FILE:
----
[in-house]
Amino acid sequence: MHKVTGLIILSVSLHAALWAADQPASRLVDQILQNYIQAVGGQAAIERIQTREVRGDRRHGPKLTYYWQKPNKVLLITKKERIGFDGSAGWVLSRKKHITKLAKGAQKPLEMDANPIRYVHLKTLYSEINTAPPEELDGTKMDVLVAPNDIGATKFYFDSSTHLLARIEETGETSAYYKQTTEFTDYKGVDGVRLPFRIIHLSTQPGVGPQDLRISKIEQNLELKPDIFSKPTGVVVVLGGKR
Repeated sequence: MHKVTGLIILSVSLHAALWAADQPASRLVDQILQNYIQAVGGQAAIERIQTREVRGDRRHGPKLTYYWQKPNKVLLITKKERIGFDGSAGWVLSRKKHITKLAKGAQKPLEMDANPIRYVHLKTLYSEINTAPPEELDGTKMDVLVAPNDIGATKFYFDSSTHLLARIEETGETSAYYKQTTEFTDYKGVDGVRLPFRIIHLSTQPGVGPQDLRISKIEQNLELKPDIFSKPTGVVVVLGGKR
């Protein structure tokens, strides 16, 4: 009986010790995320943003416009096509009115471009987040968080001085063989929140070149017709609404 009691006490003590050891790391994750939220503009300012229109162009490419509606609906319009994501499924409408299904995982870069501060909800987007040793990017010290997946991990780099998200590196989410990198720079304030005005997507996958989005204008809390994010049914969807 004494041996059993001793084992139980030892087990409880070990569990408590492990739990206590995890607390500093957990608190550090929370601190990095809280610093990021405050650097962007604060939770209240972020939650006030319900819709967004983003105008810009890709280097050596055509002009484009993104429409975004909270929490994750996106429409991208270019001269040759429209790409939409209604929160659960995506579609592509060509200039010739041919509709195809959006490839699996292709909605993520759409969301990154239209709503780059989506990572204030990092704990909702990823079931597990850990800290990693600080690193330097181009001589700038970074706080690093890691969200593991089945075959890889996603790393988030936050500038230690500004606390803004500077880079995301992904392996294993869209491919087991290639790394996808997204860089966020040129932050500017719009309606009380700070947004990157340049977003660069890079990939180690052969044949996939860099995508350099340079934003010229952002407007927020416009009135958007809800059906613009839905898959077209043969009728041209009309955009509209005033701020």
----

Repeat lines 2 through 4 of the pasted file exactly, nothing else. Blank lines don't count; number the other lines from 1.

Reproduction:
Amino acid sequence: MHKVTGLIILSVSLHAALWAADQPASRLVDQILQNYIQAVGGQAAIERIQTREVRGDRRHGPKLTYYWQKPNKVLLITKKERIGFDGSAGWVLSRKKHITKLAKGAQKPLEMDANPIRYVHLKTLYSEINTAPPEELDGTKMDVLVAPNDIGATKFYFDSSTHLLARIEETGETSAYYKQTTEFTDYKGVDGVRLPFRIIHLSTQPGVGPQDLRISKIEQNLELKPDIFSKPTGVVVVLGGKR
Repeated sequence: MHKVTGLIILSVSLHAALWAADQPASRLVDQILQNYIQAVGGQAAIERIQTREVRGDRRHGPKLTYYWQKPNKVLLITKKERIGFDGSAGWVLSRKKHITKLAKGAQKPLEMDANPIRYVHLKTLYSEINTAPPEELDGTKMDVLVAPNDIGATKFYFDSSTHLLARIEETGETSAYYKQTTEFTDYKGVDGVRLPFRIIHLSTQPGVGPQDLRISKIEQNLELKPDIFSKPTGVVVVLGGKR
């Protein structure tokens, strides 16, 4: 009986010790995320943003416009096509009115471009987040968080001085063989929140070149017709609404 009691006490003590050891790391994750939220503009300012229109162009490419509606609906319009994501499924409408299904995982870069501060909800987007040793990017010290997946991990780099998200590196989410990198720079304030005005997507996958989005204008809390994010049914969807 004494041996059993001793084992139980030892087990409880070990569990408590492990739990206590995890607390500093957990608190550090929370601190990095809280610093990021405050650097962007604060939770209240972020939650006030319900819709967004983003105008810009890709280097050596055509002009484009993104429409975004909270929490994750996106429409991208270019001269040759429209790409939409209604929160659960995506579609592509060509200039010739041919509709195809959006490839699996292709909605993520759409969301990154239209709503780059989506990572204030990092704990909702990823079931597990850990800290990693600080690193330097181009001589700038970074706080690093890691969200593991089945075959890889996603790393988030936050500038230690500004606390803004500077880079995301992904392996294993869209491919087991290639790394996808997204860089966020040129932050500017719009309606009380700070947004990157340049977003660069890079990939180690052969044949996939860099995508350099340079934003010229952002407007927020416009009135958007809800059906613009839905898959077209043969009728041209009309955009509209005033701020």